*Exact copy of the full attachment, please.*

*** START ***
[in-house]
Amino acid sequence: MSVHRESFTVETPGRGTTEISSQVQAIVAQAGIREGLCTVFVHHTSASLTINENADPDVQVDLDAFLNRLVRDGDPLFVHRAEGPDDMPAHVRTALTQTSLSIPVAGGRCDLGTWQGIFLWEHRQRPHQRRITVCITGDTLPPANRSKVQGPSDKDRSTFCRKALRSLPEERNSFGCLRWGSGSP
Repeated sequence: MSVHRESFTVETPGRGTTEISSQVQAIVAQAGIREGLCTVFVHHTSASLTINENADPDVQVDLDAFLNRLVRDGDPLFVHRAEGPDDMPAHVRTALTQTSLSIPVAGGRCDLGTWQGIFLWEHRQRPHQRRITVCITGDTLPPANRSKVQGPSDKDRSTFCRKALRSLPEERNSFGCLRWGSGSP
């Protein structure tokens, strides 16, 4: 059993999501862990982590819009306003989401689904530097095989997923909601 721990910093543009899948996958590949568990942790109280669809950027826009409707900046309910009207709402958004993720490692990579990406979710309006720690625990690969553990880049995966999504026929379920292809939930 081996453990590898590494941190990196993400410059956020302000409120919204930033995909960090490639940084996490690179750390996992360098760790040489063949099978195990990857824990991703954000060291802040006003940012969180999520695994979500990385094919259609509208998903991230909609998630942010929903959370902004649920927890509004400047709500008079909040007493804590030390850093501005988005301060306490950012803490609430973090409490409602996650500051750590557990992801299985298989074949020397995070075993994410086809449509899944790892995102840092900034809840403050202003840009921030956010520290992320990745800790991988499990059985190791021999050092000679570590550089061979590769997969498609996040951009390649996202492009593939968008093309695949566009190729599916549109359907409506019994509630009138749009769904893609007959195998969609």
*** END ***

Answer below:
[in-house]
Amino acid sequence: MSVHRESFTVETPGRGTTEISSQVQAIVAQAGIREGLCTVFVHHTSASLTINENADPDVQVDLDAFLNRLVRDGDPLFVHRAEGPDDMPAHVRTALTQTSLSIPVAGGRCDLGTWQGIFLWEHRQRPHQRRITVCITGDTLPPANRSKVQGPSDKDRSTFCRKALRSLPEERNSFGCLRWGSGSP
Repeated sequence: MSVHRESFTVETPGRGTTEISSQVQAIVAQAGIREGLCTVFVHHTSASLTINENADPDVQVDLDAFLNRLVRDGDPLFVHRAEGPDDMPAHVRTALTQTSLSIPVAGGRCDLGTWQGIFLWEHRQRPHQRRITVCITGDTLPPANRSKVQGPSDKDRSTFCRKALRSLPEERNSFGCLRWGSGSP
């Protein structure tokens, strides 16, 4: 059993999501862990982590819009306003989401689904530097095989997923909601 721990910093543009899948996958590949568990942790109280669809950027826009409707900046309910009207709402958004993720490692990579990406979710309006720690625990690969553990880049995966999504026929379920292809939930 081996453990590898590494941190990196993400410059956020302000409120919204930033995909960090490639940084996490690179750390996992360098760790040489063949099978195990990857824990991703954000060291802040006003940012969180999520695994979500990385094919259609509208998903991230909609998630942010929903959370902004649920927890509004400047709500008079909040007493804590030390850093501005988005301060306490950012803490609430973090409490409602996650500051750590557990992801299985298989074949020397995070075993994410086809449509899944790892995102840092900034809840403050202003840009921030956010520290992320990745800790991988499990059985190791021999050092000679570590550089061979590769997969498609996040951009390649996202492009593939968008093309695949566009190729599916549109359907409506019994509630009138749009769904893609007959195998969609």